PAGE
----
Dodd, Charles

, a Roman catholic historian, deserves a fuller memorial than can now be recovered. All we | know of him is derived from Mr. Berrington, who informs us that he was a clergyman of the Roman church, resided at Harvington in Worcestershire, and died there about the year 1745. His virtues and talents were eminent, and his labours in the range of literature were incessant and manifold. The work that has principally given celebrity to his name is a “Church History of England,1737 1742, 3 vols. folio, with the place of Brussels, but evidently from the type, &c. printed in England. Having had repeated occasion to consult it, we are ready to acknowledge our obligations for information derived from this history, which cost the author the labour of thirty years; and we agree with Mr. Berrington, that it contains much curious matter, collected with great assiduity, and many original records. The author’s style, when the subject admits expression, is pure and unincumbered, his narration easy, and his reflections just and liberal, at least as much so as can be expected from an undisguised zeal for a certain train of opinions, and certain views of history. His materials are perhaps not well arranged, and he was himself, we are told, so dissatisfied, as, with his own hand, to copy this voluminous work into two or three different forms. This history remained for many years almost unknown, and we can remember when it was sold almost at the price of waste-paper. Its worth is now better ascertained, and the last copy offered for sale, belonging to the marquis Tenvnshend’s library, was sold for ten guineas. 1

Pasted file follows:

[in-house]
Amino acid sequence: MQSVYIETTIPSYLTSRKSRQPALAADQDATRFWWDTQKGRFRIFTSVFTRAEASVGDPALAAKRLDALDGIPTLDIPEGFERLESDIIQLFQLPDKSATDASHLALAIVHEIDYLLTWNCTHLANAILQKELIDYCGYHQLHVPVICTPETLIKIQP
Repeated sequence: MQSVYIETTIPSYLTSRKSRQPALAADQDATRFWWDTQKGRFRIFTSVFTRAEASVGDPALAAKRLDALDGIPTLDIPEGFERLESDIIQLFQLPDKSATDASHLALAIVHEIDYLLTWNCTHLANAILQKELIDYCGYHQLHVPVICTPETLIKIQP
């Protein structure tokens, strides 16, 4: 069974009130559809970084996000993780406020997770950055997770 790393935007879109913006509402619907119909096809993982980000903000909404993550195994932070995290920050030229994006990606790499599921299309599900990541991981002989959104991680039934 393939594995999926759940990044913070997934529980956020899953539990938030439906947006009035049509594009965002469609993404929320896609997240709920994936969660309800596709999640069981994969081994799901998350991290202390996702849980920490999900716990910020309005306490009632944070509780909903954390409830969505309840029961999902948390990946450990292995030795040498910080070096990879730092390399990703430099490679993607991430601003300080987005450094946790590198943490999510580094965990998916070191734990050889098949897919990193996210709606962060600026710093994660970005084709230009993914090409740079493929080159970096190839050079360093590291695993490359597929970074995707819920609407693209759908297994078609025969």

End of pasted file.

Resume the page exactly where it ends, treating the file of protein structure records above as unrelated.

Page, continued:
1 Herrington’s Preface to the Memoirs of Panzaci. where Dodd’s share in that work is acknowledged,